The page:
A Who’s Who of pesticides is therefore of concern to us all. If we are going to live so intimately with these chemicals eating and drinking them, taking them into the very marrow of our bones – we had better know something about their nature and their power.
Dutch Biologist says, “The insect world is nature’s most astonishing phenomenon. Nothing is impossible to it. The most improbable things commonly occur there. One who penetrates deeply into its mysteries will be breathless with wonder. He knows that anything can happen and that it is impossible often does happen.
Study in Holland shows support for the view that polluted waterways carry cancer hazards (carcinogens). Cities receiving their water from the rivers have a higher death rate to cancer than those whose waters come from wells or other less polluted waterways.
“Although modern man seldom remembers the fact that he could not exist without plants, that the sun’s energy manufactures the basic food stuff for life.” ~William O Douglas, My Wilderness East to Katahdin. The earth’s vegetation is a part of the web of life in which relies on plants, animals and humans all alike.
Synthetic pesticides in the US soared from 124,259,000 pounds in 1947 to 637,660,000 in 1960. The amount used on California farms alone would provide a lethal dose for 10 times the world’s population.
Why should we tolerate a diet of weak poisons, a home in insipid surroundings, a circle of acquaintances who are not quite our enemies, the noise of motors with just enough relief to prevent insanity? Who would want to live in a world which is just not quite fatal?
A New England woman wrote to her newspaper, “This is not what the tourists expect, with us spending all this money advertising beautiful scenery. Maine roadsides are merely an example, a particularly sad one, for those of us who have a deep love of beauty of that state, of the senseless destruction that is going on in the name of roadside brush control throughout the nation.
Incidents like the eastern Illinois spraying raise a question that is not only scientific but moral. The question is whether any civilization can wage relentless war on life without destroying itself, and without losing the right to be called civilized.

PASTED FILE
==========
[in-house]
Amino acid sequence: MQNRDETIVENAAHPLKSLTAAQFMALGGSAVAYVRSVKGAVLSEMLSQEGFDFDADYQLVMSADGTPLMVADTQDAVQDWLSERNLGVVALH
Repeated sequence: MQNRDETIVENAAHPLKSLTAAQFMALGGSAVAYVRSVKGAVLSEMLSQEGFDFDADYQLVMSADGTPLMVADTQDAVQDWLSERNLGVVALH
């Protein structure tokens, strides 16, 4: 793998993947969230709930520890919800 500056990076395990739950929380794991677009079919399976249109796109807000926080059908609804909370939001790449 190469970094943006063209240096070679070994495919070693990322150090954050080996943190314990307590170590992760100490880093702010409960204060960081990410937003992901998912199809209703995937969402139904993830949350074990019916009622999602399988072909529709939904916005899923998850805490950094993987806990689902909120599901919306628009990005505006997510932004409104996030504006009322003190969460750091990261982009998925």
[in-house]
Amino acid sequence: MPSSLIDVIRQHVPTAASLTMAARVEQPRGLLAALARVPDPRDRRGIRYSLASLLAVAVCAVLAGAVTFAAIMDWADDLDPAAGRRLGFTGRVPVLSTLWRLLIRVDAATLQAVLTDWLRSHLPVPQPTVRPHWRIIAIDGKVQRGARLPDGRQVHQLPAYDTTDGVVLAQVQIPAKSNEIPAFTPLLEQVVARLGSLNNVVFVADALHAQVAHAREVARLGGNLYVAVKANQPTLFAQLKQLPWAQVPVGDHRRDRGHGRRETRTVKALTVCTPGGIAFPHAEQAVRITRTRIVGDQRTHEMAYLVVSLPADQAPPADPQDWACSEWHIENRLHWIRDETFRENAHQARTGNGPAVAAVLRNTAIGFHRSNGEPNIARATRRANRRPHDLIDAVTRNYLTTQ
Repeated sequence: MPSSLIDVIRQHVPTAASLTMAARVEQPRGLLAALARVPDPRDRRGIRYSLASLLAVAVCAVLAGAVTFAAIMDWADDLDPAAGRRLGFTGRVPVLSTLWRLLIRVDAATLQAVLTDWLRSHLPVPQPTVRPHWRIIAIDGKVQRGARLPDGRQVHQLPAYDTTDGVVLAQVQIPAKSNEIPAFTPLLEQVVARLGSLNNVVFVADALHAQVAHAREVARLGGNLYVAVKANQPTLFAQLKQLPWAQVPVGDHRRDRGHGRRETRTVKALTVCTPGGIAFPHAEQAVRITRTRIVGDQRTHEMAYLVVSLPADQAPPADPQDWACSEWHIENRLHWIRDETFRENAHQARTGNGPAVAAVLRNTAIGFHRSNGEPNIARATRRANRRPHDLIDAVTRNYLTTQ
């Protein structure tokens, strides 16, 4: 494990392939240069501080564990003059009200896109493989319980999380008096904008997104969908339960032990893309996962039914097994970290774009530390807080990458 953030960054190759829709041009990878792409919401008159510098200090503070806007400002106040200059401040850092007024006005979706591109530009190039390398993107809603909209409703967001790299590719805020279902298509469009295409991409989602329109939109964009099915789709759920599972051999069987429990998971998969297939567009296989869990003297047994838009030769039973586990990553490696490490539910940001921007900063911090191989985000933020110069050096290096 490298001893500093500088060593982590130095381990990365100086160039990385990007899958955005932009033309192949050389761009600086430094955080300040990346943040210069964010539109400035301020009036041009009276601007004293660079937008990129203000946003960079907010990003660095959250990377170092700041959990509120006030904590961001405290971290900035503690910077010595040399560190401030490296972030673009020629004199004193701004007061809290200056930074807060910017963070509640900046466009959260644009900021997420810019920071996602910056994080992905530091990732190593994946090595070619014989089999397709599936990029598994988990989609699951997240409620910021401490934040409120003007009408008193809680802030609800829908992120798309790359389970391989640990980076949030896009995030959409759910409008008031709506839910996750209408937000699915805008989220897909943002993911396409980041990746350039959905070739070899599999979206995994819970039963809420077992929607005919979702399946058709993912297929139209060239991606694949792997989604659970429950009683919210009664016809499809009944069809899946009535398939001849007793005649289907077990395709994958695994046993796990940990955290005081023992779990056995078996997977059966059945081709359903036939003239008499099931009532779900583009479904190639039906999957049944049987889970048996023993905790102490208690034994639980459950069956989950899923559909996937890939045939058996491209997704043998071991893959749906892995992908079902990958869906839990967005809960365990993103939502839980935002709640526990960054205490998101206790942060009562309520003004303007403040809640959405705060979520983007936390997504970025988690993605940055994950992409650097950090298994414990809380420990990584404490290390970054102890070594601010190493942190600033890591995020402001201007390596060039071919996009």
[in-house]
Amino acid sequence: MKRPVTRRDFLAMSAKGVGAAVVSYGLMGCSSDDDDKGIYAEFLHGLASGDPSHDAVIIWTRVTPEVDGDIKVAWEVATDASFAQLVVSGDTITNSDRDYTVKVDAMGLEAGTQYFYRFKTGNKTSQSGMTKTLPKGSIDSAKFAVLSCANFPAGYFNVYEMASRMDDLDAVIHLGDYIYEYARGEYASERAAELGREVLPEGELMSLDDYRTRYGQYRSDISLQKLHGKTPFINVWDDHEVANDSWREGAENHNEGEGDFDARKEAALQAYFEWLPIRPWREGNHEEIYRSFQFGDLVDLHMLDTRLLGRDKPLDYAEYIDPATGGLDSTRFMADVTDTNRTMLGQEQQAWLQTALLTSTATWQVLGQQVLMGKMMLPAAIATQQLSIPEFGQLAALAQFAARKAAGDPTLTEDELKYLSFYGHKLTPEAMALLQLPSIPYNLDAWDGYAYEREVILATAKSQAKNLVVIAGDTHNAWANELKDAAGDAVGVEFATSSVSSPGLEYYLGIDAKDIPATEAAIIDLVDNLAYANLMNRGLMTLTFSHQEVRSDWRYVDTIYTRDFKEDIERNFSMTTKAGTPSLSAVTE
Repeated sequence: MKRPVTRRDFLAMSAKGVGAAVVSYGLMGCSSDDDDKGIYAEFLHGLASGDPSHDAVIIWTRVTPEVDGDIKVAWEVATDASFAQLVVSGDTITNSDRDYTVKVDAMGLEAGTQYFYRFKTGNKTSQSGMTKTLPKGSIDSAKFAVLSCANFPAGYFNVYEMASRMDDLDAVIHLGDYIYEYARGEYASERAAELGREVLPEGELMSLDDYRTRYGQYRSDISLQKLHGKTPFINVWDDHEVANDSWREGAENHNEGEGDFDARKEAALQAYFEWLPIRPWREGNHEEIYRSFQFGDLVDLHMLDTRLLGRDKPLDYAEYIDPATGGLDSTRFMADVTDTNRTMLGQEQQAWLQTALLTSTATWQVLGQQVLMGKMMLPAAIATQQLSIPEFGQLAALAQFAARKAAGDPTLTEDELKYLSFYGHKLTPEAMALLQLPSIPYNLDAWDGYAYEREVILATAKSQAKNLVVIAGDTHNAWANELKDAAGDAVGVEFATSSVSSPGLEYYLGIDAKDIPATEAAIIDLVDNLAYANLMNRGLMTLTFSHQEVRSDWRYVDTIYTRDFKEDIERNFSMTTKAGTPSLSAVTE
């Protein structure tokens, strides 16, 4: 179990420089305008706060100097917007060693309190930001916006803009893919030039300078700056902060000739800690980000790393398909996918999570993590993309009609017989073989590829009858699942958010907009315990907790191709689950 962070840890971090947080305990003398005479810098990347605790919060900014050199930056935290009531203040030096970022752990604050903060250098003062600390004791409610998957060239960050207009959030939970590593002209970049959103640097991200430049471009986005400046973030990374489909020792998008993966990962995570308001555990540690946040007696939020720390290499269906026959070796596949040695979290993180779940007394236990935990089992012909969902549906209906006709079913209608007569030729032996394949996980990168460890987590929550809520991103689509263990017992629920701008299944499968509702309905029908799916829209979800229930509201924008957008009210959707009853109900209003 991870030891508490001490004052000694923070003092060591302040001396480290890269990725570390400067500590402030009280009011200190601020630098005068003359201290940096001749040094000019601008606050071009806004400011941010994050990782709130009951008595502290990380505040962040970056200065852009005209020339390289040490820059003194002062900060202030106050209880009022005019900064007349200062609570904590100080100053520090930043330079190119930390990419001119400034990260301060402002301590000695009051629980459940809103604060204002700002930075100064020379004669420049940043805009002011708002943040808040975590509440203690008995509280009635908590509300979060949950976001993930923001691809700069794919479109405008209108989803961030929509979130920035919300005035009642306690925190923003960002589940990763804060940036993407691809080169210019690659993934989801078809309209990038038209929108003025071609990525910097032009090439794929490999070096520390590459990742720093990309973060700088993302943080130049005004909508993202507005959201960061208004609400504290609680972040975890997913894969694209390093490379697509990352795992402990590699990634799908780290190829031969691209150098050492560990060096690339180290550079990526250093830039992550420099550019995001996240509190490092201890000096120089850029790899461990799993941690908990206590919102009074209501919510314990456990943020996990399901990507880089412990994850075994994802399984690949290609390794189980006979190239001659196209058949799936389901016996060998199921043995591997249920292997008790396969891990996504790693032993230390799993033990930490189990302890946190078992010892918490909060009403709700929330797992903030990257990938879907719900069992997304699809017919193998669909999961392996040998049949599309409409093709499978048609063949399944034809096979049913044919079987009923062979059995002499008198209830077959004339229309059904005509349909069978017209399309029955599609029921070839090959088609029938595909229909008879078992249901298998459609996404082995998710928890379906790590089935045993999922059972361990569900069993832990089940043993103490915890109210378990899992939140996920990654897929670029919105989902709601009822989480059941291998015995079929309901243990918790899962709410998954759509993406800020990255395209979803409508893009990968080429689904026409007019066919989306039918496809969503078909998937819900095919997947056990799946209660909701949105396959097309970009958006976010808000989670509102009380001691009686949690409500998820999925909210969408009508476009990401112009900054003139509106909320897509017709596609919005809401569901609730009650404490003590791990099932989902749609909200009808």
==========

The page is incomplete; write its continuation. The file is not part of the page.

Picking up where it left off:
How could intelligent beings seek to control a few unwanted species by a method that contaminated the entire environment and brought the threat of disease and death even to their own kind? Yet this is precisely what we have done. We have done it, moreover, for reasons that collapse the moment we examine them.
It is not my contention that chemical insecticides must never be used. I do contend that we have put poisonous and biologically potent chemicals indiscriminately into the hands of persons largely or wholly ignorant of their potentials for harm. We have subjected enormous numbers of people to contact with these poisons, without their consent and often without their knowledge.
If the Bill of Rights contains no guarantee that a citizen shall be secure against lethal poisons distributed either by private individuals or by public officials, it is surely only because our forefathers, despite their considerable wisdom and foresight, could conceive of no such problem.
We now stand where two roads diverge. But unlike Frost’s poem, the road we have been traveling is deceptively easy, as smooth as the highway on which progress is made with great speed, but ahead lies disaster. The other fork in the road, the one that is less traveled, is our last chance for the preservation of our earth. The choice is, after all, ours to make…We should look and see what other course is open to us.
We urgently need an end to these false assurances, to the sugar coating of unpalatable facts. It is the public that is being asked to assume the risks that the insect controllers calculate. The public must decide whether it wishes to continue on the present road, and it can do so only when in full possession of the facts
Those who contemplate the beauty of the earth find reserves of strength that will endure as long as life lasts. There is something infinitely healing in the repeated refrains of nature — the assurance that dawn comes after night, and spring after winter.